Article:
on June 6, 2009 @ 10:06 am
Thanks for this great piece.
Your readers might be interested in my
"Smart Power In, Public Diplomacy Out?"
on June 6, 2009 @ 11:40 am
The term of art in the Clinton Administration was the slightly obscene "enlargement." You might want to consider the possibility that the paternity for this new term --"engagement" -- lies there in recent Democratic administration phraseology and thinking about America's role in the world rather than as a euphemism for public diplomacy and a reaction to Bush. It would suggest that economic development women;s rights, and humanitarian global goods have priority over public diplomacy (or strategic communication) as was the case in the Clinton Administration when USIA was euthanized.
There is a good Foreign Affairs piece discussing the origin of the word "enlargement" in the Anthony Lake sponsored "Kennan Sweepstakes" here:
I know it is seductive to think the Obama administration is following in the footsteps of the UK Foreign and Commonwealth Office and their excellent report; but perhaps there is no relationship at all. Perhaps that bodes even less well for public diplomacy than you had suggested. Time will tell.
on June 6, 2009 @ 8:12 pm
Just a nitpick (I can't resist getting PD history right): the new Undersecretary in State came into being in October 1999, not during 1998.
on June 7, 2009 @ 3:07 am
Mike, While the USIA was not formally consolidated into the State Department until 1999,(see http://www.publicdiplomacy.org/6.htm), I would say that arguably the 1998 date for the creation of the Under Secretary for Public Diplomacy and Public Affairs position is not technically incorrect, as the “Reorganization Plan and Report
Submitted by President Clinton to the Congress on December 30, 1998,
Pursuant to Section 1601 of the Foreign Affairs Reform and Restructuring Act of 1998, as Contained in Public Law 105-277” specified (and thus, arguably, "created") the function of an Under Secretary of State for Public Diplomacy and Public Affairs: “Proposed Integration into State [:] The Under Secretary for Public Diplomacy and Public Affairs will advise the Secretary of State on public diplomacy and public affairs. The Under Secretary will provide policy oversight for two bureaus dealing with public diplomacy and public affairs, and coordinate such activities in State.”
on June 8, 2009 @ 5:30 am
The mendacity of eumhemisms is worse than you say. It is not a two-latered but has three or even four levels, like a Napoleon cake. "Information" was Creel's eupemism for propaganda, which he admitted openly. It bounced around in the 40's and ended up as the key-word in USIA in 1953.
PD was invented for his own purposes, again admittedly to avoid Propaganda, by Ed Gullion in 1967. It did no honor to the man it enshrined. It did not slither its way into government until the summer of 1978 when veteran propagandist Lou Olom, exec of the Advisroy Commission for the new ICA--NB euphemism 2, C'cation-- spent months with the new chair of the memberless commission Olin Robison nattering over a manageable name for the Commission. Olom suggestred PD and Robison grabbed at it, as he would have at any straw after months circling. The general misinterpretation of the phrase, which has continued until our times, allowed the Reagan White House to load the Commission with propagandists--after the first two academics rotated off (JHFranklin and Robison), they put on anyone they wanted to this bi-partisan group, including "Democrats" who happened to have supported Reagan.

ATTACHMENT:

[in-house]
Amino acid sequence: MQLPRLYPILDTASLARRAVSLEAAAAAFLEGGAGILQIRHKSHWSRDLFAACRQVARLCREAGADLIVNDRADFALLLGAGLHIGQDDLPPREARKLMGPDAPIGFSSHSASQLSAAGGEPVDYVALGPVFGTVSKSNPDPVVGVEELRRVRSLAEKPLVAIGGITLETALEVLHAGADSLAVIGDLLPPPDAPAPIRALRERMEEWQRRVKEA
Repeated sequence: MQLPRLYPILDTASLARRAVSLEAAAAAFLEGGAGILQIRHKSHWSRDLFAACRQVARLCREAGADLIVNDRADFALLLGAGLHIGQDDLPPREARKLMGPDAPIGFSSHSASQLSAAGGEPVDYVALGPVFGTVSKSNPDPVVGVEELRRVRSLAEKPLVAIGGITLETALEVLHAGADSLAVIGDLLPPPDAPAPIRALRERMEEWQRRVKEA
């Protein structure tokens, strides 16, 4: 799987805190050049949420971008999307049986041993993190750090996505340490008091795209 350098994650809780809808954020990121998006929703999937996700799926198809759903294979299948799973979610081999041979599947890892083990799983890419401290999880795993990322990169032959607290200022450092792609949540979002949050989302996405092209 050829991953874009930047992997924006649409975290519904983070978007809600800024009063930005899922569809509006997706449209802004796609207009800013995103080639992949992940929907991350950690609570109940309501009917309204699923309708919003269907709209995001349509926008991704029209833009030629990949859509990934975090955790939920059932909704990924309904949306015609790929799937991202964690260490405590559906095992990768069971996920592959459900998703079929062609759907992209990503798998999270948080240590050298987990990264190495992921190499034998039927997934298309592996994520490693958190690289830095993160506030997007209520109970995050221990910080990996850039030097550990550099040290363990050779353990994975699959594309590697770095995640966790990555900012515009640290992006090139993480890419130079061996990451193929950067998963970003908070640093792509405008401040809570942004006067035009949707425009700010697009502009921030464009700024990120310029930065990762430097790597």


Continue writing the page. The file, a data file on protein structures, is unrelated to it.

"Engagement" is based on an active verb, thus is a functioonal word, denoting exactly what CD (and hoppefully PD too, at its best) are designed to do. It is not altogether a bad name, so long as the US is incapable of swallowing the reality that what it intends is massively cultural and only marginally propagandistic, as most of the world's nations have known all along.
I hope this will interest you. If you'll send me your private email, I'll send you a tidbit that will interest you for sure.
on June 8, 2009 @ 8:46 am
All good points, Nick.
To be sure, when it comes to international political communications, the best PD can never compensate for flawed policy or failed practice. In that respect, so far since last November there appears to have been been rather more hope than change on display.
There are some possible reasons as well to be concerned with the concept of smart power, which I think rests on some highly volatile and possibly incorrect assumptions. Moreover, as soon as PD is placed in any kind of power context or framework, genuine dialogue becomes very difficult.
For more along these lines, you and your readers might be interested in a glance at this short take:
on July 20, 2009 @ 5:42 am
Apart from a more active-sounding approach, the change from PD to Engagement looks like it signals a change on two fronts:
- in terms of the depth of its reach - the White House "Global Engagement Directorate (GED) is supposed to leverage diplomacy, communications, international development and assistance" which suggests a linkage with the real money, which has an impact on the ground. Here we in the EU have always been playing catch-up, trying to match the real positive changes brought about by our aid policy with the perception of effectiveness, and with long-term change; and
- in terms of policy – the GED objectives apparently include “leverage …of domestic engagement and outreach in pursuit of a host of national security objectives, including those related to homeland security.”. Does this suggest a fresh look at Smith Mundt?”